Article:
The promise of technology, like almost everything this year, has become more polarized.
Still, there's reason to be hopeful. Working in the technology industry, I certainly have my biases. The outsized impact of technology on the way isolated or distant communities can interact with the world colors my every view.
It allows individuals globally to foster real-time connections — the true potential of which we've seen, as never before, in the six months since the coronavirus compelled most business and personal communication to become remote. And it empowers disabled individuals to live more independent and full lives. I'm currently working on self-driving cars, and I'm excited about how the technology will help expand the mobility of the elderly and visually impaired.
To me, the unifying thread of the adoption of technology is access: facilitating activities and engagement that were previously impossible.
The explosion of technology-driven options driven by the pandemic promises to level the playing field for many types of individuals, and we are just starting to tap its potential.
With so many of us relying on technology today to connect with our families, conduct touchless financial transactions and educate our children, it's surprising there is so little faith in technology when it comes to elections.
I understand the apprehension. But we have to acknowledge our great democracy has significant blind spots and gaps — and many voters have limited access to their ballots. First on the list are a group of voters we cannot afford to leave voiceless: those risking their lives around the world to protect our freedom and our great democracy.
More than 200,000 troops are stationed overseas across four continents, serving Americans and our interests. All the arguments against integrating technology into our election don't seem to take into proper account this reality: The options they currently have for exercising the franchise — using the mail, a fax machine or their email — are all vulnerable to the risks that have been solely ascribed to new, online technology. Election officials are able to identify who submitted a ballot, and that leaves our people in uniform without a private ballot or a secure way to anonymously vote.
Traditionally, we rely on our overseas Americans' ability to cast ballots by mail. But in the middle of a pandemic, where mail was not being delivered to the United States from more than 70 countries as of the end of July, filling out a ballot may be more a symbolic gesture than something that actually affects the races for president, Congress and the statehouses.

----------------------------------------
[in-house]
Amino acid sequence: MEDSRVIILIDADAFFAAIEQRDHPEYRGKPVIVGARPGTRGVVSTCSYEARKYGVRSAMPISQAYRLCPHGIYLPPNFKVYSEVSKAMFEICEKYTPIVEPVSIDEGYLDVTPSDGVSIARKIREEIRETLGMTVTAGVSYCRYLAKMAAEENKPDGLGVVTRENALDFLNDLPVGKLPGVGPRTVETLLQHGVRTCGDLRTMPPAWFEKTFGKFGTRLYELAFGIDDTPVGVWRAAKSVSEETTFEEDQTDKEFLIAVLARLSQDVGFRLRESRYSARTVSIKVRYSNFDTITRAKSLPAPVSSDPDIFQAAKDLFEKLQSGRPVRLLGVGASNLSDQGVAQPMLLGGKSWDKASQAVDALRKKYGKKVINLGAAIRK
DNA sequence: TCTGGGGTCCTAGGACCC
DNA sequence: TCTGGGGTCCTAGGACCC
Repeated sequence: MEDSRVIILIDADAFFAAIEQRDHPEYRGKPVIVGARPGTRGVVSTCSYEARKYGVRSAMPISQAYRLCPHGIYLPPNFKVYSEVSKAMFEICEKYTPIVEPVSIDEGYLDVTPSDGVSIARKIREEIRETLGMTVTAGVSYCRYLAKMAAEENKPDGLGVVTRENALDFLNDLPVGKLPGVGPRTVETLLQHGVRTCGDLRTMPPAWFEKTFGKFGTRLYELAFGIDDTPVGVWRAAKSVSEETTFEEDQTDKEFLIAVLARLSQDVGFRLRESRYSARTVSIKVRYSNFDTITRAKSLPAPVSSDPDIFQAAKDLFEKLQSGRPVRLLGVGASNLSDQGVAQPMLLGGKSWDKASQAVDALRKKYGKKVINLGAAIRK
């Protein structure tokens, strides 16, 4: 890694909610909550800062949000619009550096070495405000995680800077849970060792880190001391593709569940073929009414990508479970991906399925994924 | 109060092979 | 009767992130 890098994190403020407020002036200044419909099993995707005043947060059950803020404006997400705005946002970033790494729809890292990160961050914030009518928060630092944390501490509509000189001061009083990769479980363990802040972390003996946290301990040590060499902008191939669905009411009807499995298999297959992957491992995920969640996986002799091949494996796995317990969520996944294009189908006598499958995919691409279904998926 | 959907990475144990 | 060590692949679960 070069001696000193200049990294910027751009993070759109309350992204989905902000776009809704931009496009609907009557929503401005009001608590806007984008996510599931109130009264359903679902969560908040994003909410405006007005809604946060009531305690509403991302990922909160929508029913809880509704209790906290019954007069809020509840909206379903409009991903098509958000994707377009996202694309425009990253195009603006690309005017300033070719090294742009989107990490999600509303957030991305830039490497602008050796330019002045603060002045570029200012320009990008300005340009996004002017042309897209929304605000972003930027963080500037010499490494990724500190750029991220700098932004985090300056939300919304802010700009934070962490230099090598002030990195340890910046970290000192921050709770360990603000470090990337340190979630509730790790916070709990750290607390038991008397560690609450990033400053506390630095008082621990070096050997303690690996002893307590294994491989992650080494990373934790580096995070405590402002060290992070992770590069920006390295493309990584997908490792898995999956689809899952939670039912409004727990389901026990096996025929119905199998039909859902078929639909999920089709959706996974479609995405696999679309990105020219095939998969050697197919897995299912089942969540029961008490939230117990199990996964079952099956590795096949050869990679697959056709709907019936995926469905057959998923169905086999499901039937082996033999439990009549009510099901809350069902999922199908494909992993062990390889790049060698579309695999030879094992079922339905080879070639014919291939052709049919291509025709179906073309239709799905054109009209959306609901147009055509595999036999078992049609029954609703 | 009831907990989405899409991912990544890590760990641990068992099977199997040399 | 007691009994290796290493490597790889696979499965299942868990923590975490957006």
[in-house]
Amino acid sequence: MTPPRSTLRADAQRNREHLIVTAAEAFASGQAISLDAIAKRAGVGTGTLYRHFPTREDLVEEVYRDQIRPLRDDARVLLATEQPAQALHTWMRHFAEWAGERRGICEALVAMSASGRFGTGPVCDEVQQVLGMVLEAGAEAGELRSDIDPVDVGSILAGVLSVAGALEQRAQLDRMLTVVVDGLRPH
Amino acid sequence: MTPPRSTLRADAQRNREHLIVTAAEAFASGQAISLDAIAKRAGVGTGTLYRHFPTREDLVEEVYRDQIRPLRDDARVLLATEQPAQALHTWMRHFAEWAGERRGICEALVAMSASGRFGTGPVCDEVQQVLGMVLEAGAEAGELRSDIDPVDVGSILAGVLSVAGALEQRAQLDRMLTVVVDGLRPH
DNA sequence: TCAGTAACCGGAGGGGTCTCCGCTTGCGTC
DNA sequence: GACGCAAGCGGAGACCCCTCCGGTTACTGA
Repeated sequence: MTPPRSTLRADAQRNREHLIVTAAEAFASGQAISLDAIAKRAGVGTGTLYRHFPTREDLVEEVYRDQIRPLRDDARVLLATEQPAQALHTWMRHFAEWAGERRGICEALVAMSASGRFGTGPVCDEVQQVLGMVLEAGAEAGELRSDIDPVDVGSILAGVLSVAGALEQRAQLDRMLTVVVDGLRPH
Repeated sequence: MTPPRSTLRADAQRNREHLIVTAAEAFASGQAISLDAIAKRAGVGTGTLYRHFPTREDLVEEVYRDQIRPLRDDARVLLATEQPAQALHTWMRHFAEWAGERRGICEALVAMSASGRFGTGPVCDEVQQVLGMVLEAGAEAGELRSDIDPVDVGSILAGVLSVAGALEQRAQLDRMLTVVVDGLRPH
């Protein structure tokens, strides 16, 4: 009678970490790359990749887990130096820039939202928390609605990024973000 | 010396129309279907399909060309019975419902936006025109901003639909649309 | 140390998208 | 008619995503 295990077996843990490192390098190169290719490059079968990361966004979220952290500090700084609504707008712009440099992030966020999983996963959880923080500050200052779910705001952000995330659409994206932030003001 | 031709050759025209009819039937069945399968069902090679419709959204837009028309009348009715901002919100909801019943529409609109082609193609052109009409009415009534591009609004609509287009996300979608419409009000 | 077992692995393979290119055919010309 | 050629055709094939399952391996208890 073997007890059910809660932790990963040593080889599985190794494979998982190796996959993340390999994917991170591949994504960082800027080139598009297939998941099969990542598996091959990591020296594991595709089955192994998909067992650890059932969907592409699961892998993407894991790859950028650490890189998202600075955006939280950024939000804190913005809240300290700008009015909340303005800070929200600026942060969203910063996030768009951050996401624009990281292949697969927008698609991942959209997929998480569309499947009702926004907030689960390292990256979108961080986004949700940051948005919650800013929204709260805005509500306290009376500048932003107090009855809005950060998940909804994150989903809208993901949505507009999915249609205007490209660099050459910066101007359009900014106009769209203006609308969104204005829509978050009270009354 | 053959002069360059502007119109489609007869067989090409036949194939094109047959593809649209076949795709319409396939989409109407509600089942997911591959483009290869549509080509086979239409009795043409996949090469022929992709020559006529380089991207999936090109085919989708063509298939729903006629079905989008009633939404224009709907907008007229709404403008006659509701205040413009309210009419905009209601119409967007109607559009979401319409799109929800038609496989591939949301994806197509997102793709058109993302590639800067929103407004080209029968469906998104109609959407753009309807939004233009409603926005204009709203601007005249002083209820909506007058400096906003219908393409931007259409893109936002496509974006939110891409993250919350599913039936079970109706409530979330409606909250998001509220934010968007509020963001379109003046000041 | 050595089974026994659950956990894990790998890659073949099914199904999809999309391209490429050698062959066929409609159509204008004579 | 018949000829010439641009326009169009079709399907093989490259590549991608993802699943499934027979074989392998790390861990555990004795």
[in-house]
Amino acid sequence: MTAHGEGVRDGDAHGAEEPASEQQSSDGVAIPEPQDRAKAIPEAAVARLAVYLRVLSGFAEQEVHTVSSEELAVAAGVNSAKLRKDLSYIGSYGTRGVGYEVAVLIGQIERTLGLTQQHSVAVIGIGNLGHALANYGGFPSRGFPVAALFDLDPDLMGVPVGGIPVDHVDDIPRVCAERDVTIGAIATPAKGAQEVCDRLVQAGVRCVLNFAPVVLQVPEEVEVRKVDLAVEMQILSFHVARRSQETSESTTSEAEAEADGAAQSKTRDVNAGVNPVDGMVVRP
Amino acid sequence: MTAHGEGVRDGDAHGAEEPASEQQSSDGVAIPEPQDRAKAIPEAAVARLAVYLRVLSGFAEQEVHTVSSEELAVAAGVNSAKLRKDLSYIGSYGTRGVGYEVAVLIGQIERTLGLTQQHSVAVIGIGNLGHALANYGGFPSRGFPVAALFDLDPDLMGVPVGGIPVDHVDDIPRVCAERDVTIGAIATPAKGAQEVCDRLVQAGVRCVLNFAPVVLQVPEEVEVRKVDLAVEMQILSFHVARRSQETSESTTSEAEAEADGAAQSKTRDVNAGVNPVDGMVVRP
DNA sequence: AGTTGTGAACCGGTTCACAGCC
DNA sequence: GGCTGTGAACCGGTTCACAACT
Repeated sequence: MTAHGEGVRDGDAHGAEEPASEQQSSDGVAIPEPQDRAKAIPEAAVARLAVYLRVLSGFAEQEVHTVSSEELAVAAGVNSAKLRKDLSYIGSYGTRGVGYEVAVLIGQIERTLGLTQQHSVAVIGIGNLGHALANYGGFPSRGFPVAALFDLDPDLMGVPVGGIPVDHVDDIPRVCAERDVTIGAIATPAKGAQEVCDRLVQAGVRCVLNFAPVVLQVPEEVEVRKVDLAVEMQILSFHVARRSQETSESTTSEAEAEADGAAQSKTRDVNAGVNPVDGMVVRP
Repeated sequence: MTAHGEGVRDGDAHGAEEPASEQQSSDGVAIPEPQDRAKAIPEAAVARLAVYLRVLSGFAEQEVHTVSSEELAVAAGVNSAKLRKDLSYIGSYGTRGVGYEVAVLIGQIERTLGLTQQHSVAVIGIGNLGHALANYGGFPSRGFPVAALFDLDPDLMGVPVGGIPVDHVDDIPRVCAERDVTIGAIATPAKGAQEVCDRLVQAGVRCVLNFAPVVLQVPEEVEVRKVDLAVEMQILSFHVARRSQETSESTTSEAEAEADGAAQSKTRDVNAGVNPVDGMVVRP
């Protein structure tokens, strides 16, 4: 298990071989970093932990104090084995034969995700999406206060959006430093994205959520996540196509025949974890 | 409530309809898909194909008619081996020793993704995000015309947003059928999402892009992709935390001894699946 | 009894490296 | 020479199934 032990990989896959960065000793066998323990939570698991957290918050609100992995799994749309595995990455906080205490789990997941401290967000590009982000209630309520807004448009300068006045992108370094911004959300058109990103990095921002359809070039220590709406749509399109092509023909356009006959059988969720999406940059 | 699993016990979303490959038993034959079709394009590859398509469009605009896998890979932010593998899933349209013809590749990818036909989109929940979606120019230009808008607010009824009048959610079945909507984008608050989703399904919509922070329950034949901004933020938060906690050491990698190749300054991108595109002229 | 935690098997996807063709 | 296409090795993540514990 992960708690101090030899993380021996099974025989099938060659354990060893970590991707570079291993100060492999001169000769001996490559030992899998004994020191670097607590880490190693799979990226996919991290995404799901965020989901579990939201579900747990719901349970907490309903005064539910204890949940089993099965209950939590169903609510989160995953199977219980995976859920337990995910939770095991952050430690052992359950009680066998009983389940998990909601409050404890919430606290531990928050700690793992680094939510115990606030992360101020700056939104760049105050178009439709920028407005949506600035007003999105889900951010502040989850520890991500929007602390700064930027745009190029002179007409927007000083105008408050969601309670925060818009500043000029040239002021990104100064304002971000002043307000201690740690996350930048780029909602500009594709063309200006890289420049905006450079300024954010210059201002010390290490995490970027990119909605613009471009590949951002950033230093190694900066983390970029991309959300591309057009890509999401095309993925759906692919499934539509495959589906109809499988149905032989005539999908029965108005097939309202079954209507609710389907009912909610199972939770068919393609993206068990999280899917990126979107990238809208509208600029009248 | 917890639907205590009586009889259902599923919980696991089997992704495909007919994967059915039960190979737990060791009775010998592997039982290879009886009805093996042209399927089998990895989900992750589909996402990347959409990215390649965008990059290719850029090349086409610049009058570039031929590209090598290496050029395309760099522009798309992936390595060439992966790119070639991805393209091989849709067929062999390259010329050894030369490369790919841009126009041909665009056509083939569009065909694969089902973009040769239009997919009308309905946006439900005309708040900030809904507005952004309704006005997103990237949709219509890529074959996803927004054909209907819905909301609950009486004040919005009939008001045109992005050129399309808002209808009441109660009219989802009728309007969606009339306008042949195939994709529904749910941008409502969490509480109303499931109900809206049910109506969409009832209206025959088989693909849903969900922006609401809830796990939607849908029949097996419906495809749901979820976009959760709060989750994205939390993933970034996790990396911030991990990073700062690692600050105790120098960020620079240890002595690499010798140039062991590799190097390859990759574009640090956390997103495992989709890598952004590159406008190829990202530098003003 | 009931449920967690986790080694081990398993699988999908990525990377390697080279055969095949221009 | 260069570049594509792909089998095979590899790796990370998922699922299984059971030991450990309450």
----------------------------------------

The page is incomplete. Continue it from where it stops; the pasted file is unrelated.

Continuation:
It's little wonder that, even with only the obstacles in place before the Covid-19 outbreak, only 7 percent of our eligible military and overseas voters vote. And that compares to roughly 60 percent turnout of eligible voters back home. When so many issues on the ballot can have an outsized impact on their lives, this number is representative of a failure.
There's resistance — from cybersecurity researchers and vote-by-mail advocates — to using new technology that allows private, secure access to elections for our overseas military and citizens, arguing that the risks of hacking or failure are too high. When you view the current ways that they are voting (or, in the case of international mail, not voting) can we really argue that the security and privacy around the status quo is any better?
There's evidence that these technologies work, are secure and are welcomed by the communities that they serve. West Virginia is a prime example. Two years ago it pioneered platforms that allow their men and women overseas to vote on their mobile phones. Another is Utah, a vote-by-mail state, that uses app-based voting for military personnel and people with disabilities.
I'm not advocating for the rapid adoption of this new technology to the general public. This is too critical for that. What I'm advocating for is to implement advanced, up-to-date technologies used in most recent pilots to provide markedly better options to vote than by email or fax. We are already using smartphone technology, in most of our critical work including national security.
Now is the time to deploy advanced technology to identify, and then close any gaps, for groups of people abroad who qualify under federal law to return ballots through email and fax.
Such a step is how we will build a stronger electoral system that ensures access to voting for those who need it the most. This is how technology marches forward for social good. With purpose and strategy, with careful tests and ongoing experimentation, followed by a thoughtful implementation for the most disenfranchised.
Not doing so shuts out people who need a voice at the ballot booth, especially this year.
- Amid security warnings, West Virginia adds online voting - The ... ›
- Federal agencies warn against online voting - The Fulcrum ›
- Postal agreement ends concerns about cost of overseas voting - The ... ›
- Controversial mobile voting pilot in Seattle - The Fulcrum ›